LWG Minutes 2014-10-15

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  • LU-4239
  • Roadmap Update
  • Lustre's future (continued)


  • Chris Morrone (LLNL)
  • Richard Henwood (Intel)
  • Peter Bojanic (Seagate)
  • Andreas Dilger (Intel)
  • Cory Spitz (Cray)
  • James Simmons (ORNL)



Cray reported LU-4239 not getting adequate reviewer attention. Andreas pinged Di to review the patch after seeing Cray's note on the LWG list. James says it needs to have a regresstion test added, and will flag the patch to note that requirement.

Roadmap Update

Andreas suggested Peter Jones would probably be interested in contributing to the update.

Lustre's future discussion

Andreas definitely in favor of what (chris) discussed last week. That OpenSFS spend some fraction of investment in infrastructure improvements. Not a sexy area that any RFP or vendor is going to sink much money into it because there is no feature or measurable speed improvement.

Adding comments is not sexy, but needs to be done.

Dead code remove, static code analysis, code comments all necessary work.

Bojanic asked it the OpenSFS Board sets goals for the year. Chris suggested that we probably need to decide on the goals in the LWG, and present them to the Board for approval (which is basically how things tend to work already).

The next year goals should be on theme of improvement.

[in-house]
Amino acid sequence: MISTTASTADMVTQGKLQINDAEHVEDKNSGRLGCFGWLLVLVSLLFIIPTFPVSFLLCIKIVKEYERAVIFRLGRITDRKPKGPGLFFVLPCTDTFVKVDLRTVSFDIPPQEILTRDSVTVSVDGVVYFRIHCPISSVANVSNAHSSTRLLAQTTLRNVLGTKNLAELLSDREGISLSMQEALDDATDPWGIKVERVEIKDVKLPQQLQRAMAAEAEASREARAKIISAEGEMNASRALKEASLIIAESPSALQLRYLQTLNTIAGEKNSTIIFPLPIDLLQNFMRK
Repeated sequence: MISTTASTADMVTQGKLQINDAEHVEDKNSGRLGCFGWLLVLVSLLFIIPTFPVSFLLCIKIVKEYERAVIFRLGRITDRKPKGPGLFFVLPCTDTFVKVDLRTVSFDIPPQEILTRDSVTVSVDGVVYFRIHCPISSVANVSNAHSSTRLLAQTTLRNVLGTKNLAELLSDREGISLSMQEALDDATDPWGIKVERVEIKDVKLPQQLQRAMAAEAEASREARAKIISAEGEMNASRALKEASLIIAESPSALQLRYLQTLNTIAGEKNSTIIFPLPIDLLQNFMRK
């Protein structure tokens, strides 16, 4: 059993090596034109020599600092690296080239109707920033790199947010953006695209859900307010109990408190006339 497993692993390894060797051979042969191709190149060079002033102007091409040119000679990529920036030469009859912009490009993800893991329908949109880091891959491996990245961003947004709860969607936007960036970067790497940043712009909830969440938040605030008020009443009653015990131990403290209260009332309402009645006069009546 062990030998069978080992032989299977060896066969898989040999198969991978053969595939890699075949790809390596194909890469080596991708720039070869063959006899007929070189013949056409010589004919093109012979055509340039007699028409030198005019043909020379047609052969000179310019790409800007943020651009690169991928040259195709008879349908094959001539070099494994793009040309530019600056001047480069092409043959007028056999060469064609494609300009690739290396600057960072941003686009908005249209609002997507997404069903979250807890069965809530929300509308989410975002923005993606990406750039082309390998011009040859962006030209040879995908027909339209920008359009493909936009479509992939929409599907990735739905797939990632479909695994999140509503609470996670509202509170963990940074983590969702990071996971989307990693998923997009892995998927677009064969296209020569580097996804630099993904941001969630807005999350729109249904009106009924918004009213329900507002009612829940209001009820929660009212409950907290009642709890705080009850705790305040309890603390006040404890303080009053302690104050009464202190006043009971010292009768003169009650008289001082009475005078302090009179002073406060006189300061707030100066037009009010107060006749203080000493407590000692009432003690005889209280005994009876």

Andreas, segue into another topic. Do we have goal for next long term maintenance release? Suggests 2.8 would be possible next maintenance release.

Chris not opposed, but wonders if the development processes and release cadence might have changed by that time, which might make it too early to pick 2.8.

Discussion about release cadence ensued.

LLNL folks are thinking that adopting some characteristics of the Linux kernel model would be good. For instance:

  • Merge topic branches of commits rather than landing commits one by one
  • Topic branch lands only during merge window (1 week?) at beginning of release cycle
    • Code readable & maintainable, not just functional
    • Fully documented
    • Fully tested
    • Fully peer reviewed
  • Shorter, more frequent releases (3 months like Linux kernel?)
  • No more "feature releases". Code lands if ready, waits for next merge window if it isn't. Really follow train model.